Caring for Canning River and Cygnia Cove Wetland

11th June, 2021

As part of the Swan Canning River Recovery Stage Three, Perth NRM is working on a strategic project to trial sediment control measures at a development site.

In November 2020, Perth NRM allocated $30,000 to trial a variety of sediment control measures on building sites, partnering with the City of South Perth to protect the Cygnia Cove Wetland and the Canning River. This Strategic Project is a part of the Swan Canning River Recovery Stage Three, funded by the Australian Government’s Environment Restoration Fund.

A plan for this 3-year project has been drafted, a coordinator appointed, site visits undertaken and monitoring points established.

Lot holders and builders have been invited to participate in the study and residents have been informed of the field trial, and what they can do to help.

Cost-effective sediment controls that may be useful in the trial have been identified and discussed with the City of South Perth’s operational staff and the first test has been successfully undertaken; the placement of silt sausages around a drain to capture sediment runoff from lots and the road during a storm event in May.

Why do we do it?

Erosion and Sediment Control (ESC) measures such as these silt control ‘sausages’ are an easy way to protect our waterways.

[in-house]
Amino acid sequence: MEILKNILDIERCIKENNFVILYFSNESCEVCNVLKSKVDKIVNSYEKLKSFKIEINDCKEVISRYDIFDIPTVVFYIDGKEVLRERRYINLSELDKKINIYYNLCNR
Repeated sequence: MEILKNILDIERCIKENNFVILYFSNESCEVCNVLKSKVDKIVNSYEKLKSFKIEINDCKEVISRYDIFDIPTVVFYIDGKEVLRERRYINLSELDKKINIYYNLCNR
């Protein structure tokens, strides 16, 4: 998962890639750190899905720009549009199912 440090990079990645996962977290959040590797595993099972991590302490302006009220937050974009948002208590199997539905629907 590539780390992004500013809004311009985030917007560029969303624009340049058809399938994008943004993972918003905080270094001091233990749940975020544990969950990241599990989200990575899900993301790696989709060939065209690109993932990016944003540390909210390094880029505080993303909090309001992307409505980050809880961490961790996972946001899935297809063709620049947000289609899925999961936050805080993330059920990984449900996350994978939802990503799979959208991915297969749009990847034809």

Recent studies in Perth show that 17 tonnes of builders sand and other construction related sediment can escape into stormwater drains, rivers and waterways for every hectare of building development, especially after significant weather events.

Builders sand and other materials escaping development and construction sites can cause significant damage to the environment when it enters the stormwater system.

In addition to creating blockages which can lead to localised flooding in the system, the combined materials become sediment that causes further damage once they reach our waterways, smothering bottom-dwelling plants and animals and accumulating in deep, permanent pools of rivers, destroying critical habitat.

Free floating sediment can clog the gills of fish, and reduce the available light required for photosynthesis in aquatic plants, causing ecosystem collapse. Sediment can also contain high levels of introduced nutrients, promoting toxic algal blooms and pollutants in our waterways.

Too much sediment in the wrong spot can lead to an increase in mosquito and midge populations and can negatively impact on our enjoyment of spending time in or near our rivers (boating, kayaking, bird watching, walking).

Taking basic sediment control measures on site can reduce the amount of materials entering the environment by up to 90%, making environmental management a simpler and more cost-effective task, while protecting the environmental, social and cultural values of our waterways.

Perth NRM would like to thank the City of South Perth, the Department of Biodiversity, Conservation and Attractions and Richard Noble & Company for their support of this activity.

The Swan Canning River Recovery Stage Three (SCRR3) is supported by Perth NRM, through funding from the Australian Government’s Environment Restoration Fund.


We acknowledge and appreciate the support of all our partners, supporters, funding bodies and sponsors.


You can support Perth NRM in our efforts to create a more sustainable Perth with a tax-deductible gift.


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